Therefore, let's say you've cleared the hurdles of being an employee that's injured or hurt in the course and scope of your job by an accident that arose out of work, what do you get? To be entitled to lost wages, you have to miss out a certain amount of workdays and the disability has to last a specific period of time. If you miss barely a few days from your job, you're not going to be given lost wages. Additionally if you have an injury that heals within three full weeks, you're not entitled to temporary benefits. If you do suffer a trauma that manages to keep you out of your job for an extended time, then you will obtain compensation. Nonetheless, this compensation is not your full income. Rather you obtain about two-thirds of what you were earning at the time of the injury. If the medical professional says no work at all, then you get 66.67% of what you were earning at the time of the accident. If the medical professional says you can work with limitations AND the Business is unable to accommodate those limitations, you will get 64% of your paycheck. But if your employer is able to accommodate those limitations and you are making 80% of your pre-injury earnings, you get no reimbursement. So bottom line is that if you are missing work as a result of a work associated accident, you will lose wages. The longer your injury, the more paychecks you can lose. Unless you settle your case eventually, those lost wages are gone for good and will not be recovered.
So let's claim that you've cleared the hurdles of being an employee that's injured or hurt in the course and scope of your job by an injury that arose out of work, what do you get? To be entitled to lost wages, you must miss a particular amount of workdays and the incapacity has to last a specific period of time. If you miss out no more than a week from work, you're not going to get lost wages. Also if you have a trauma that heals within three weeks, you're not qualified to short-term benefits. If you do sustain a trauma that keeps you out of your job for an extended period of time, then you will earn compensation. Nevertheless, this compensation is not your full income. Instead you collect around two-thirds of what you were making at the time of the personal injury. If the health professional says no work at all, then you get 66.67% of what you were making at the time of the injury. If the health care provider claims you can work with restrictions AND the Employer is not able to accommodate those restrictions, you may get 64% of your salary. But if your employer is able to accommodate those limitations and you are making 80% of your pre-injury earnings, you get no reimbursement. So bottom line is that if you are missing your job as a result of a work-related injury, you will lose wages. The greater your impairment, the more earnings you can lose. Unless you settle your case at some point, those lost earnings are gone for good and will certainly not be recovered.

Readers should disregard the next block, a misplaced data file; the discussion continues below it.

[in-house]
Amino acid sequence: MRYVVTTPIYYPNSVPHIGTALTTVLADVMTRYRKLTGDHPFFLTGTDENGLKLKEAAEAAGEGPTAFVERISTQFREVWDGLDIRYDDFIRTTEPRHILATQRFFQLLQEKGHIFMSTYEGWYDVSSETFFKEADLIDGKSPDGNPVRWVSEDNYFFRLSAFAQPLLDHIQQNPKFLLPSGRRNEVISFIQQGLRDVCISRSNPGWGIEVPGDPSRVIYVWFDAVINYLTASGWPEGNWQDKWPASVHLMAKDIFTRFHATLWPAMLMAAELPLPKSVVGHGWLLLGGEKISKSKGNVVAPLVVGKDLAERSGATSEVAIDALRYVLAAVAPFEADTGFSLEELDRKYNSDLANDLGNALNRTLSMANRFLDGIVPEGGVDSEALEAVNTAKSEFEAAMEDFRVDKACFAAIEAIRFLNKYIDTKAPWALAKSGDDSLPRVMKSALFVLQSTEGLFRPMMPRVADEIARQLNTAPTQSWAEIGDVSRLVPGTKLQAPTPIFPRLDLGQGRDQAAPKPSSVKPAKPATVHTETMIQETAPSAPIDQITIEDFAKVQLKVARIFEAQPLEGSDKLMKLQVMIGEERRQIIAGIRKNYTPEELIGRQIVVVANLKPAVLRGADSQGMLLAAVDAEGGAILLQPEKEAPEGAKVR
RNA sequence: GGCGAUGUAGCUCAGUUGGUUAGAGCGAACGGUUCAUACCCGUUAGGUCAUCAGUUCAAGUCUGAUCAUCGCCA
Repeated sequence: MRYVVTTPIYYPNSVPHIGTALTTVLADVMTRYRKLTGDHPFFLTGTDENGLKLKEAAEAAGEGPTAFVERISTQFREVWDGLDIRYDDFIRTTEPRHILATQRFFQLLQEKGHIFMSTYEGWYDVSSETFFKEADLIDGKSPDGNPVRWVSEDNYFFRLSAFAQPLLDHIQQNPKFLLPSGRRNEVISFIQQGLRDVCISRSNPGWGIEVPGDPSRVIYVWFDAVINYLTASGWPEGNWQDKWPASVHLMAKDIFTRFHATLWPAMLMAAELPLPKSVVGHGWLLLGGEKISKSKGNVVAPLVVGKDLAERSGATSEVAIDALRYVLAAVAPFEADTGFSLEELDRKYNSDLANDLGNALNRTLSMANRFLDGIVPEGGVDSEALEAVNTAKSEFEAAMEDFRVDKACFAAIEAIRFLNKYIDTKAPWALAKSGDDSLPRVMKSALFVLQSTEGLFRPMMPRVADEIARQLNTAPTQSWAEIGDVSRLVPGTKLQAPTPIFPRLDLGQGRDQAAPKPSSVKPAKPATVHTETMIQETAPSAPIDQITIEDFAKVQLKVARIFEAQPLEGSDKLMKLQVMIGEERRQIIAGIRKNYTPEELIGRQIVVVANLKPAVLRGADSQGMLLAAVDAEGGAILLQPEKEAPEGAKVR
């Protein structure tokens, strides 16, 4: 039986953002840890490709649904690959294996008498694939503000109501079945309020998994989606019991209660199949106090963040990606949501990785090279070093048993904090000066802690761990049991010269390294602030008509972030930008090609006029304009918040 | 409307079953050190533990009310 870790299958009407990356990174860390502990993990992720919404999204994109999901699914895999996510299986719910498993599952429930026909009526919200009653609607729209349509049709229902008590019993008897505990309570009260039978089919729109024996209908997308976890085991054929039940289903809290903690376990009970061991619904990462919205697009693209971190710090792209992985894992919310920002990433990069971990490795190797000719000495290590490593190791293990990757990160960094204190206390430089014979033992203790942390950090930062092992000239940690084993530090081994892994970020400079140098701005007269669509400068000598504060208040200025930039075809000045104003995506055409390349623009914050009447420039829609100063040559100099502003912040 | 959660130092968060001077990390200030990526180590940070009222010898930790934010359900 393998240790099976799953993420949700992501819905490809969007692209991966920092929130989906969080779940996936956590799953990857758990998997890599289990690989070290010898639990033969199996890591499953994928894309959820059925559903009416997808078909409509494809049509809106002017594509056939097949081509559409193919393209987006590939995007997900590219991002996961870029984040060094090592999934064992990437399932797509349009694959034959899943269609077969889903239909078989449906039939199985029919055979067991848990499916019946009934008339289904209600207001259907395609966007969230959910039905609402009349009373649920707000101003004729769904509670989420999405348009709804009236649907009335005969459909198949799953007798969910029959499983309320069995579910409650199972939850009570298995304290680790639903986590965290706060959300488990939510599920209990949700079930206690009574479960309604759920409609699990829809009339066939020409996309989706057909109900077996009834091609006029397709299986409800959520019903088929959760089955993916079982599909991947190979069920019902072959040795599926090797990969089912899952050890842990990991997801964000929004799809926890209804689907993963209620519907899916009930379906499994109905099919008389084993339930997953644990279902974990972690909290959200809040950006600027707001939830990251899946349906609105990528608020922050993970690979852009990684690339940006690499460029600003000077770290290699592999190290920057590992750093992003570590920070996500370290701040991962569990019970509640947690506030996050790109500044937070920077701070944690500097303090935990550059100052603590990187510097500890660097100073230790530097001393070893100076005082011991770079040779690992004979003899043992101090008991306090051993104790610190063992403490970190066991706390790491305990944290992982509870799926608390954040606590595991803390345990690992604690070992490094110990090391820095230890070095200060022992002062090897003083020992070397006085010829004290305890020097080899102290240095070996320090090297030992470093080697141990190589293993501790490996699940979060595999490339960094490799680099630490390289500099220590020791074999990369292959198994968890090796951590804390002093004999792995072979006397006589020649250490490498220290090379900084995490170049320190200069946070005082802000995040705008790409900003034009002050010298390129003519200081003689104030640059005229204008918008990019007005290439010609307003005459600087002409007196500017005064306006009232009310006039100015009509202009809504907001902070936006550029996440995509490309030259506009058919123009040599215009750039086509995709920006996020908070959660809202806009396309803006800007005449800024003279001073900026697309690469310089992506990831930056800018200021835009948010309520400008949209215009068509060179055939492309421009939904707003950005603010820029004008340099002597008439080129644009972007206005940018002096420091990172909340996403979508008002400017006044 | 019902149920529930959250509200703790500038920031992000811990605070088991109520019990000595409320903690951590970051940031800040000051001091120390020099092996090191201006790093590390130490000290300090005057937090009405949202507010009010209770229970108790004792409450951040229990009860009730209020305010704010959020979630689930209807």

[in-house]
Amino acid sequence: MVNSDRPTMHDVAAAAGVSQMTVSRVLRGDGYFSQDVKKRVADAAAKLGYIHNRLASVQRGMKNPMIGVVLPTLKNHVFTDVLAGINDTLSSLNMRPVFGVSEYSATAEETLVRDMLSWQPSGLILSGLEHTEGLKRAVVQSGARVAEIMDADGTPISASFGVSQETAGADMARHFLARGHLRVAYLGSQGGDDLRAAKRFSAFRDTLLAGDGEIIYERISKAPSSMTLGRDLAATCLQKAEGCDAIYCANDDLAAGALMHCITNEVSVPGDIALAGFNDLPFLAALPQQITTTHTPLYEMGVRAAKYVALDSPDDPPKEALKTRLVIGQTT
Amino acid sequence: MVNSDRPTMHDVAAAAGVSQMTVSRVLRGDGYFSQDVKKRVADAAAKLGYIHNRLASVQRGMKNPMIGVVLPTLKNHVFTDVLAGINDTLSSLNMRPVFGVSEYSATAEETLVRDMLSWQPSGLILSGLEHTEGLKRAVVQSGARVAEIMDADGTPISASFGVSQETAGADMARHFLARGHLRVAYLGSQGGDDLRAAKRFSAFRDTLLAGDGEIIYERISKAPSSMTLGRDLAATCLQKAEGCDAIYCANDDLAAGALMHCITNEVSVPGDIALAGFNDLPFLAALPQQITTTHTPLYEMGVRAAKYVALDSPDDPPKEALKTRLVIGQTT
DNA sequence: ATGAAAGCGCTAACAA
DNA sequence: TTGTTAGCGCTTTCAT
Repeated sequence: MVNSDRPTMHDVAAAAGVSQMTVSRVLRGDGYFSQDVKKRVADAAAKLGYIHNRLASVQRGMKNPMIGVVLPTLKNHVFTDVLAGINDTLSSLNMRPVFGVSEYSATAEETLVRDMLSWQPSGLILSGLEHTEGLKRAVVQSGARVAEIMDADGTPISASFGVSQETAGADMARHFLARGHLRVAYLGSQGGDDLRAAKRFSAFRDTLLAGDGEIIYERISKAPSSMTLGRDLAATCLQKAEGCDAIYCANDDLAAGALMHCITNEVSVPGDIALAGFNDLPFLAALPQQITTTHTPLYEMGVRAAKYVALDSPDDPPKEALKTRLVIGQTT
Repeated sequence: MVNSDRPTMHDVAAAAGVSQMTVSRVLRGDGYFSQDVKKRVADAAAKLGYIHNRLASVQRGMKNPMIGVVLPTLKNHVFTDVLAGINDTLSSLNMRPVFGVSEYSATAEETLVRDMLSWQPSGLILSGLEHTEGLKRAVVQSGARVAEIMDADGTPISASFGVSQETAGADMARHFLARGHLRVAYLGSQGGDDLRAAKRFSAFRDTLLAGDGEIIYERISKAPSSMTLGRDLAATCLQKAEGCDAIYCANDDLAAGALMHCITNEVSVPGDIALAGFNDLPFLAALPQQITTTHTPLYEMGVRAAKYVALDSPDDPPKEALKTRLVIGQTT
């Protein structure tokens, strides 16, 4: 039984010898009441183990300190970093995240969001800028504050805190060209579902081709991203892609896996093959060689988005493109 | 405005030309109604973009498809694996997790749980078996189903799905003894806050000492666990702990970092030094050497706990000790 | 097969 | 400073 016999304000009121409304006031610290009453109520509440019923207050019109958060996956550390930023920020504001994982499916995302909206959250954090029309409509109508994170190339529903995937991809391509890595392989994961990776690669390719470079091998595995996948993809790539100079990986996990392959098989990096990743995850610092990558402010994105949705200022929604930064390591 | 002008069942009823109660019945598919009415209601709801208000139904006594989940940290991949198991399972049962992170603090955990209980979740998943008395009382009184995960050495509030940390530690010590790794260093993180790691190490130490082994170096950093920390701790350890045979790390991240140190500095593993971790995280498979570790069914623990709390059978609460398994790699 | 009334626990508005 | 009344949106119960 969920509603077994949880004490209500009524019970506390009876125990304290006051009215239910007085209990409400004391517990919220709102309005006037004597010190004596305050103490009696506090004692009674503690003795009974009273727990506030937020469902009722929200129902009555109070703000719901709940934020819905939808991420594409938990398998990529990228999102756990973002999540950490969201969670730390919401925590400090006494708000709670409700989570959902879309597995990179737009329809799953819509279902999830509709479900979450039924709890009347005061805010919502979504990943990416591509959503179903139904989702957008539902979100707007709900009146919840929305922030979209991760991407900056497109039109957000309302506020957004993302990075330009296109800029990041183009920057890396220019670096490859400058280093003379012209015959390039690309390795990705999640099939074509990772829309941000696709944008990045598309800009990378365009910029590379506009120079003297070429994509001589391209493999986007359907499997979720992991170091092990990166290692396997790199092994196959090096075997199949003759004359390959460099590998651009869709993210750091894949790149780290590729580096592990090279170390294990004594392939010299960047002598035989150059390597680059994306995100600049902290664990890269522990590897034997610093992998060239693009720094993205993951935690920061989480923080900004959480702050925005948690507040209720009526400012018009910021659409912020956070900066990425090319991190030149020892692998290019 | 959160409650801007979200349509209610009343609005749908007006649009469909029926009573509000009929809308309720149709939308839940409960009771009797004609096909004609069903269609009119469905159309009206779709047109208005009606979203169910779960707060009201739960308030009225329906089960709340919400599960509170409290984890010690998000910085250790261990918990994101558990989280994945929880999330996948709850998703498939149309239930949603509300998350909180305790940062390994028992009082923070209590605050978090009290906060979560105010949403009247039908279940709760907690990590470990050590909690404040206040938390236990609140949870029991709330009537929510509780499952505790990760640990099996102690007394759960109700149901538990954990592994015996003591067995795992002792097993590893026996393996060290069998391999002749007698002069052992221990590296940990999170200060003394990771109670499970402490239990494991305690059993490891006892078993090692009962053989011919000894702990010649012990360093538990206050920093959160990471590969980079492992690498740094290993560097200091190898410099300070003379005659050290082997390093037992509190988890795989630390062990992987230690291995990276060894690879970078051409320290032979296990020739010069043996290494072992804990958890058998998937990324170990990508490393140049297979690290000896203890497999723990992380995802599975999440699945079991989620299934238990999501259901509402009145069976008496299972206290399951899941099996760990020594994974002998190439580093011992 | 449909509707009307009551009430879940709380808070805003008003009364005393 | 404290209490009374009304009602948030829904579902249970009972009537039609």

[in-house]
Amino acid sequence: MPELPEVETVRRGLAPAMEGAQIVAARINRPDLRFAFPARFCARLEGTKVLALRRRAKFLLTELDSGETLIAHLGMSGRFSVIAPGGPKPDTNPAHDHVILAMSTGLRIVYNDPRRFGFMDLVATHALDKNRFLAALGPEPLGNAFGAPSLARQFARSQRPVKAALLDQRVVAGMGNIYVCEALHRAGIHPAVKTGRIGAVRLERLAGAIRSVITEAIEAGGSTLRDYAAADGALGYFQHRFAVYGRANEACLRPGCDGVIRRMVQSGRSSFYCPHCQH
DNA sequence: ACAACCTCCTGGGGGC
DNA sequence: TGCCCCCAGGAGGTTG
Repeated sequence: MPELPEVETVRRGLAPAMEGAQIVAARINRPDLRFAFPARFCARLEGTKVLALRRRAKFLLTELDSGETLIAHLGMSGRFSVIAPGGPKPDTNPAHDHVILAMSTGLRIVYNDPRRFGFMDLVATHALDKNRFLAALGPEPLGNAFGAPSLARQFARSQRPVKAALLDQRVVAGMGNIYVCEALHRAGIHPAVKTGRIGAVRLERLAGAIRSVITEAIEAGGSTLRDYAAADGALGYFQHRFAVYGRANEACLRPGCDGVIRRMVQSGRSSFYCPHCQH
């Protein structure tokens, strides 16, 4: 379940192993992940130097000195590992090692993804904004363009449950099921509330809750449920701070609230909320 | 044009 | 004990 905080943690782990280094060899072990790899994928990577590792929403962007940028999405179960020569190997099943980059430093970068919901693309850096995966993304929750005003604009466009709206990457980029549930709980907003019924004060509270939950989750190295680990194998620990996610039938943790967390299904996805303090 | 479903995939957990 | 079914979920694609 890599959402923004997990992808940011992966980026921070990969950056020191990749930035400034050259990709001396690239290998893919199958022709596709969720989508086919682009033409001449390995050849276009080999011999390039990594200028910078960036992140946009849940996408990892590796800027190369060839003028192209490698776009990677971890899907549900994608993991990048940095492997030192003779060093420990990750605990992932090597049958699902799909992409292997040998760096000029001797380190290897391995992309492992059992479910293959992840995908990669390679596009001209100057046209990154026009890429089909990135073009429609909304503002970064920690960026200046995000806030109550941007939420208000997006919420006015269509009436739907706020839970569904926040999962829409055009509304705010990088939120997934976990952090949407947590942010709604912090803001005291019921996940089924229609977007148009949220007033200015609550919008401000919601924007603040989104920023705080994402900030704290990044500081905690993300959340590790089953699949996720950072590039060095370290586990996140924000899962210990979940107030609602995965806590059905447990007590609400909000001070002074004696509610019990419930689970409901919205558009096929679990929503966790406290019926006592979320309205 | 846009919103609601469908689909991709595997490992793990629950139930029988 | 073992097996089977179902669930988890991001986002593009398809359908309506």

A further restriction on your opportunity to obtain lost wages is that those benefits are just given for a certain period of time. Once you have reached maximum medical improvement, which is the physicians way of stating you're as good as you're going to get, you do not get anymore temporary benefits. Even if you have not come back to work or your position is no longer available, your temporary benefits end. If you receive an impairment rating due to a permanent lesion, you will receive permanent impairment benefits, however those benefits are less than the temporary and they are very short lived. They usually just last a matter of a few weeks or months. Just very few injured workers, the most seriously hurt, have a likelihood of receiving long-term permanent benefits called permanent total disability.
If it pertains to medical care, your rights or benefits also have major constraints. If you have an injury that calls for critical care, at that point you can get that care without first getting Workplace or workers' comp provider authorization. After that early treatment, who you see for medical treatment is not your choice. Your Employer or more frequently its work comp insurance service provider are going to inform you exactly who you can treat with. If you don't prefer the health care provider they pick, then you might get a one time change but that's it. Additionally, you don't have the ability to pick that next medical professional either. Once again the workers comp insurance carrier picks the physician. You can get what is called an IME, or "independent medical doctor", but you have to pay for that doctor out of pocket. Your health insurance won't cover it.